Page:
Algorithms and Bias (NYTimes) — interview w/Cynthia Dwork from Microsoft Research. Fairness means that similar people are treated similarly. A true understanding of who should be considered similar for a particular classification task requires knowledge of sensitive attributes, and removing those attributes from consideration can introduce unfairness and harm utility.
Open the Music Industry’s Black Box (NYT) — David Byrne talks about the opacity of financials of streaming and online music services (including/especially YouTube). Caught my eye: The labels also get money from three other sources, all of which are hidden from artists: They get advances from the streaming services, catalog service payments for old songs, and equity in the streaming services themselves. (via BoingBoing)
Deloitte Changing Performance Reviews (HBR) — “Although it is implicitly assumed that the ratings measure the performance of the ratee, most of what is being measured by the ratings is the unique rating tendencies of the rater. Thus, ratings reveal more about the rater than they do about the ratee.”
Data-flow Graphing in Python (Matt Keeter) — not shared because data-flow graphing is sexy new hot topic that’s gonna set the world on fire (though, I bet that’d make Matt’s day), but because there are entire categories of engineering and operations migraines that are caused by not knowing where your data came from or goes to, when, how, and why. Remember Wirth’s “algorithms + data structures = programs”? Data flows seem like a different slice of “programs.” Perhaps “data flow + typos = programs”?
Japan’s Robot Hotel is Serious Business (Engadget) — hotel was architected to suit robots: For the porter robots, we designed the hotel to include wide paths.” Two paths slope around the hotel lobby: one inches up to the second floor, while another follows a gentle decline to guide first-floor guests (slowly, but with their baggage) all the way to their room. Makes sense: at Solid, I spoke to a chap working on robots for existing hotels, and there’s an entire engineering challenge in navigating an elevator that you wouldn’t believe.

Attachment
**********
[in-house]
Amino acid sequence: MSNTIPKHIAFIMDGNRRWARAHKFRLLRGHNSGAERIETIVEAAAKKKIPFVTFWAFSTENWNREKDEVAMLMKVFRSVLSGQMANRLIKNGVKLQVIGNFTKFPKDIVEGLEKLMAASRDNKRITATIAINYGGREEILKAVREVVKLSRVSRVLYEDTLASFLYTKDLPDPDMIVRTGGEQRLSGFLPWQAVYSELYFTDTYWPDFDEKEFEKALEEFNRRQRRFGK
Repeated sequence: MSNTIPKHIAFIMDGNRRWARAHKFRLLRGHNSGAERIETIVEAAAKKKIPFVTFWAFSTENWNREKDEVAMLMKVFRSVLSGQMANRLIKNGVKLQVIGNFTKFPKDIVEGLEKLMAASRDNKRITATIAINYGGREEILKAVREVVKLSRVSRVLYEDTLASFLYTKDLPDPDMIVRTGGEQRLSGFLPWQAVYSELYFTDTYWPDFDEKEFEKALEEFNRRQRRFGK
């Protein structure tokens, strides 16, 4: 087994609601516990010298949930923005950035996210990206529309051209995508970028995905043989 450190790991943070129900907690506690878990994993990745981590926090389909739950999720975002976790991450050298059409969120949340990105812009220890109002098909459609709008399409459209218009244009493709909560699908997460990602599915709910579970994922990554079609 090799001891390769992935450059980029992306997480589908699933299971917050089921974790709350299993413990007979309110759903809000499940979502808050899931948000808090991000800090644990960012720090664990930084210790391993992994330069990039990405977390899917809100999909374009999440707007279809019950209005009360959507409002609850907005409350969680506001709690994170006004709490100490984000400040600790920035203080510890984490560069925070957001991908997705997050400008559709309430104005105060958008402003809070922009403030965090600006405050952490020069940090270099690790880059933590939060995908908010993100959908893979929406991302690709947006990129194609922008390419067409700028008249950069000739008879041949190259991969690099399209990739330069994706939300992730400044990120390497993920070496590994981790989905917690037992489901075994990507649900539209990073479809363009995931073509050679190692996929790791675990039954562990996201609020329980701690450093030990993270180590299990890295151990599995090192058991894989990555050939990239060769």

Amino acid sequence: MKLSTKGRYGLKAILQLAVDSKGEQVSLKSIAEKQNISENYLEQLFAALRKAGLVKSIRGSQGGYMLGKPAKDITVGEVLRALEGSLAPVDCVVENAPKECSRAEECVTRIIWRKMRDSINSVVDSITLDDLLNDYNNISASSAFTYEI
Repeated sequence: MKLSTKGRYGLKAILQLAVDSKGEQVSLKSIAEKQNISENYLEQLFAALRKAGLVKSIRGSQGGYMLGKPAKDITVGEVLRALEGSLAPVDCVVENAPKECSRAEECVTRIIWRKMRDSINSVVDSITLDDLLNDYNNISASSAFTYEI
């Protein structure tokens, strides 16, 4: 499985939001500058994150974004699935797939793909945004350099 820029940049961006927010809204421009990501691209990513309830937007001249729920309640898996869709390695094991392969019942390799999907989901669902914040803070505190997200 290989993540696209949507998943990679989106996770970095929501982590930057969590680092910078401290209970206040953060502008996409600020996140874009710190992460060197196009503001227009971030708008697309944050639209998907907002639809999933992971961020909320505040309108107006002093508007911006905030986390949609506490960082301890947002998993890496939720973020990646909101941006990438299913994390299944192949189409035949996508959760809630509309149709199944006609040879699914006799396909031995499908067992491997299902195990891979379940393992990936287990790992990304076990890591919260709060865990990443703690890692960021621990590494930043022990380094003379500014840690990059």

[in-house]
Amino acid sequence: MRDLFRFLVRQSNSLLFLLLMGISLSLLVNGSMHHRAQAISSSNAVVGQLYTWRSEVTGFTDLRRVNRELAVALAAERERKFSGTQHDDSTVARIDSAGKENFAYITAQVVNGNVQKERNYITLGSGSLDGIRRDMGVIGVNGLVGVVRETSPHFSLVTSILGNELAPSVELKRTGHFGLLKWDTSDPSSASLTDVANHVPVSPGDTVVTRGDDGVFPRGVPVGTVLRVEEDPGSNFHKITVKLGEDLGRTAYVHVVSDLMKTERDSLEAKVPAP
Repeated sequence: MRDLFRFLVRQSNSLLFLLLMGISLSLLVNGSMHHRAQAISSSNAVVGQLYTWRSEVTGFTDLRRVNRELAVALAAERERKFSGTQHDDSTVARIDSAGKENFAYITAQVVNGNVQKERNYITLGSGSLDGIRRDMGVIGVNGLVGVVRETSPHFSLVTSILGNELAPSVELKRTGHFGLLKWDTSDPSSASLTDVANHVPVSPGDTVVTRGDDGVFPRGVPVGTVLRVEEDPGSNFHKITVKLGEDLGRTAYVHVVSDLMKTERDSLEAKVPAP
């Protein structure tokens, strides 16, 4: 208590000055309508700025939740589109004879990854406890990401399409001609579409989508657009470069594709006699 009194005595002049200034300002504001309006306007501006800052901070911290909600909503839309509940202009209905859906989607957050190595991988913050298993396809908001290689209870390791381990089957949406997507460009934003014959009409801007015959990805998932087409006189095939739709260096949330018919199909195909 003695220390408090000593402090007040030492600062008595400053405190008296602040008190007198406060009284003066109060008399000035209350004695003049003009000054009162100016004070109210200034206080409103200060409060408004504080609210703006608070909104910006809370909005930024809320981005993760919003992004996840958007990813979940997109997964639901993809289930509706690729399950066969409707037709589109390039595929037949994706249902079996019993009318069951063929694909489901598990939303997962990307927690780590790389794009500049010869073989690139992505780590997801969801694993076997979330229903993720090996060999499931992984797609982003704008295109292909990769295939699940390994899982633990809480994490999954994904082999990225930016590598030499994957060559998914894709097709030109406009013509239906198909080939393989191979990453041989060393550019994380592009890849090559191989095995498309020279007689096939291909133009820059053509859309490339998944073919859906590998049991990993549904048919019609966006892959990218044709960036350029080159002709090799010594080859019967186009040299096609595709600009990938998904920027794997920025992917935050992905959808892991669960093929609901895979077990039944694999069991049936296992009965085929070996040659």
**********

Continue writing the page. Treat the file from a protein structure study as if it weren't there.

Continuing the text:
bokken — GUI to help open source reverse engineering for code.
Buzz: An Extensible Programming Language for Self-Organizing Heterogeneous Robot Swarms (arXiv) — Swarm-based primitives allow for the dynamic management of robot teams, and for sharing information globally across the swarm. Self-organization stems from the completely decentralized mechanisms upon which the Buzz run-time platform is based. The language can be extended to add new primitives (thus supporting heterogeneous robot swarms), and its run-time platform is designed to be laid on top of other frameworks, such as Robot Operating System.
Visualising GoogleNet Classes — fascinating to see squirrel monkeys and basset hounds emerge from nothing. It’s so tempting to say, “this is what the machine sees in its mind when it thinks of basset hounds,” even though Boring Brain says, “that’s bollocks and you know it!”